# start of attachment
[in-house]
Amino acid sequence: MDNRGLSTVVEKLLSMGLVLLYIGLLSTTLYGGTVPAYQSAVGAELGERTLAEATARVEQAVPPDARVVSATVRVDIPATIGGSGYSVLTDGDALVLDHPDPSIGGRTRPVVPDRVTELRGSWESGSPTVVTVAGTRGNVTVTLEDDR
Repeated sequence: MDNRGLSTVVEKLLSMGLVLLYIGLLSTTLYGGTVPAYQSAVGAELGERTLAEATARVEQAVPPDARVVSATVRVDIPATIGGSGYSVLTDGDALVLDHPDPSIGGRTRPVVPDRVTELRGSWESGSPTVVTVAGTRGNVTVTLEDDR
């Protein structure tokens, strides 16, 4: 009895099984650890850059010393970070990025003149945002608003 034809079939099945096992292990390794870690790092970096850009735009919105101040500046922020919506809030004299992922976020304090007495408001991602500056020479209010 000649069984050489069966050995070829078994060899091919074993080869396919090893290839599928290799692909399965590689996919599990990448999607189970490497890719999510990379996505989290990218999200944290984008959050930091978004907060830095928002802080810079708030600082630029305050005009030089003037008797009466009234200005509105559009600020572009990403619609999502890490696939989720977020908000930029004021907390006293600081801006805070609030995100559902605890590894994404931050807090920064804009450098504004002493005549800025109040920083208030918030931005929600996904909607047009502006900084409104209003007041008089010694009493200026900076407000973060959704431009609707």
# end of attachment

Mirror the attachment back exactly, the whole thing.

[in-house]
Amino acid sequence: MDNRGLSTVVEKLLSMGLVLLYIGLLSTTLYGGTVPAYQSAVGAELGERTLAEATARVEQAVPPDARVVSATVRVDIPATIGGSGYSVLTDGDALVLDHPDPSIGGRTRPVVPDRVTELRGSWESGSPTVVTVAGTRGNVTVTLEDDR
Repeated sequence: MDNRGLSTVVEKLLSMGLVLLYIGLLSTTLYGGTVPAYQSAVGAELGERTLAEATARVEQAVPPDARVVSATVRVDIPATIGGSGYSVLTDGDALVLDHPDPSIGGRTRPVVPDRVTELRGSWESGSPTVVTVAGTRGNVTVTLEDDR
């Protein structure tokens, strides 16, 4: 009895099984650890850059010393970070990025003149945002608003 034809079939099945096992292990390794870690790092970096850009735009919105101040500046922020919506809030004299992922976020304090007495408001991602500056020479209010 000649069984050489069966050995070829078994060899091919074993080869396919090893290839599928290799692909399965590689996919599990990448999607189970490497890719999510990379996505989290990218999200944290984008959050930091978004907060830095928002802080810079708030600082630029305050005009030089003037008797009466009234200005509105559009600020572009990403619609999502890490696939989720977020908000930029004021907390006293600081801006805070609030995100559902605890590894994404931050807090920064804009450098504004002493005549800025109040920083208030918030931005929600996904909607047009502006900084409104209003007041008089010694009493200026900076407000973060959704431009609707």